So anyway, good times. The folks at D have cranked out some words about me and my views that have struck me at times as completely wrong-headed. Ultimately my reaction is the same: I appreciate them for consuming my work and deeming it worthy of attention. So in the spirit of playing nice, I offer one of the most wonderful things Tim ever wrote, from three years ago: the story of an entire summer month in Dallas wearing a tuxedo:
The final 100 days of the presidential campaign will be filled with enough contentious moments. It is the height of unfortunate circumstance that we have burned the last few days on a firestorm that was wholly preventable, and which has been miscast from its inception.
The origin of the story has been obscured by posturing and blathering by all sides. The basic foundation is this: In Khizr Khan, the Democratic National Committee found the most sympathetic figure possible to launch a baseless, insulting attack on Donald Trump.
Everyone respects the Khan family’s sacrifice. The DNC knew they were giving podium time to someone who could not be rebutted on equal footing. Throw in the hyper-reactive instincts of Trump, and they crafted a sublime trap that the entire GOP seems to have walked into.
The days of hand-wringing over who does and does not value their son’s service have been a complete waste of time. No one, not Donald Trump, not his voters, not a single voice of consequence in conservatism, fails to honor the Khan family for what they have endured. This is not the point.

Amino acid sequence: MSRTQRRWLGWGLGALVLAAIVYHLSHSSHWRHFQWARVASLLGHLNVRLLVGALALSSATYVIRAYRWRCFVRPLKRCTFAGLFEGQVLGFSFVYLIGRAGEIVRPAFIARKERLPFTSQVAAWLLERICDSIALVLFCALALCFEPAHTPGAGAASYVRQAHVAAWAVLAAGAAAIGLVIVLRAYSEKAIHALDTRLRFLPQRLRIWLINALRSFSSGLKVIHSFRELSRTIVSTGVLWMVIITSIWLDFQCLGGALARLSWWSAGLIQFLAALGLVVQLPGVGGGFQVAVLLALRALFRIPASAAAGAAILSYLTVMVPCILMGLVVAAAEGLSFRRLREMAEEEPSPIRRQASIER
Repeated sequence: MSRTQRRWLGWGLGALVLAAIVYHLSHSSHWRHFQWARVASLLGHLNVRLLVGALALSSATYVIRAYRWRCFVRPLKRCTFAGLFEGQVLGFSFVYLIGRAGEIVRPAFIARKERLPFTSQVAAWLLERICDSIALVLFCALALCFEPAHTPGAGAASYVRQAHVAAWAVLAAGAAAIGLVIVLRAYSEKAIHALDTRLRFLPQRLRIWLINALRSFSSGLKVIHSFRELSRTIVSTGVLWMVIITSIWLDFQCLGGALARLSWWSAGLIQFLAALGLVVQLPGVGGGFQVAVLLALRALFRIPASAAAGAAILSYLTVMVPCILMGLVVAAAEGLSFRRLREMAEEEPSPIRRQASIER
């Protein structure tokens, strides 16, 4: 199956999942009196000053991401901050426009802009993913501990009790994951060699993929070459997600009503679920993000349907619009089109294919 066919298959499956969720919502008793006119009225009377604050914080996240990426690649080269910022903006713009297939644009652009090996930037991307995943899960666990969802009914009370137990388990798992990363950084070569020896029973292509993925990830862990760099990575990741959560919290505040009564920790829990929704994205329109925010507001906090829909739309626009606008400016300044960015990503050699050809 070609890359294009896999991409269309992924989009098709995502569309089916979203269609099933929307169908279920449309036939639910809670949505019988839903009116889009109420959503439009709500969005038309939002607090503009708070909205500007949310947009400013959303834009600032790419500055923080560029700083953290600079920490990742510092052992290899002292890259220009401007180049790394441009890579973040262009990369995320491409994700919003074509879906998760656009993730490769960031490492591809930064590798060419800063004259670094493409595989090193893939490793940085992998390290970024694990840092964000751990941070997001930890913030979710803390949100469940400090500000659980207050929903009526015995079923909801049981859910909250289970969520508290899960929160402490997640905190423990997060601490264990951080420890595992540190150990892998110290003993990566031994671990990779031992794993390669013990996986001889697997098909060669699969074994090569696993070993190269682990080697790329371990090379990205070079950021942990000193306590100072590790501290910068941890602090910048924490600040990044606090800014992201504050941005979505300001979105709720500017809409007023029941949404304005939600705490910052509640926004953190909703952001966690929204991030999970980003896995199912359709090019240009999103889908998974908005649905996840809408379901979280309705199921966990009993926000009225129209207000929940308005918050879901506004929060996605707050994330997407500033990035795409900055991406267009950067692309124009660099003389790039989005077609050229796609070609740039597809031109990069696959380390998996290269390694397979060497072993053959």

The point is: Does his pain entitle Khizr Khan to falsely attack Donald Trump from Hillary Clinton’s convention stage, without response? He has the right to say whatever he wishes, of course. But if Mr. Khan chooses to wrap his gripes about Donald Trump in the honorable cloth of his Gold Star family status, that cannot stand. There is nothing about his loss that gives him a basis for the derisive and inaccurate verbal assault he launched from the stage in Philadelphia. Democrats knew exactly what they were doing. Their entire convention had been a broad slander of Trump as some racist, misogynist monster. But put those words into a speech by a grieving father, and they are much harder to counter. For his part, Trump did a predictably terrible job in a response that completely armed every critic of his with further evidence that he is incapable of nuance.